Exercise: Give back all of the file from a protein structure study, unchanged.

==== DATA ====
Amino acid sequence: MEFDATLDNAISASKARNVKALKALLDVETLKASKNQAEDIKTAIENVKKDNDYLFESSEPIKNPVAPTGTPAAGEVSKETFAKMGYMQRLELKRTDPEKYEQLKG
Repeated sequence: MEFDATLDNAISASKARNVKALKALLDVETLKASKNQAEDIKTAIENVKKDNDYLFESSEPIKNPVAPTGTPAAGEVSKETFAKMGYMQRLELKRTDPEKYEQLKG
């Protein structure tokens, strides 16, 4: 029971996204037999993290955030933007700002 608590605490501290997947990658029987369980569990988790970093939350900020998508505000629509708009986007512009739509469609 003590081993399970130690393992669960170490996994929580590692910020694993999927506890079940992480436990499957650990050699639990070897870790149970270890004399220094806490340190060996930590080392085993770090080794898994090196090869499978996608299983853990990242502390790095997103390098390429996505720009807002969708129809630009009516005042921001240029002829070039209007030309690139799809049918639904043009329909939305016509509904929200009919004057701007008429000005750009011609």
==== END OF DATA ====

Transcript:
Amino acid sequence: MEFDATLDNAISASKARNVKALKALLDVETLKASKNQAEDIKTAIENVKKDNDYLFESSEPIKNPVAPTGTPAAGEVSKETFAKMGYMQRLELKRTDPEKYEQLKG
Repeated sequence: MEFDATLDNAISASKARNVKALKALLDVETLKASKNQAEDIKTAIENVKKDNDYLFESSEPIKNPVAPTGTPAAGEVSKETFAKMGYMQRLELKRTDPEKYEQLKG
């Protein structure tokens, strides 16, 4: 029971996204037999993290955030933007700002 608590605490501290997947990658029987369980569990988790970093939350900020998508505000629509708009986007512009739509469609 003590081993399970130690393992669960170490996994929580590692910020694993999927506890079940992480436990499957650990050699639990070897870790149970270890004399220094806490340190060996930590080392085993770090080794898994090196090869499978996608299983853990990242502390790095997103390098390429996505720009807002969708129809630009009516005042921001240029002829070039209007030309690139799809049918639904043009329909939305016509509904929200009919004057701007008429000005750009011609």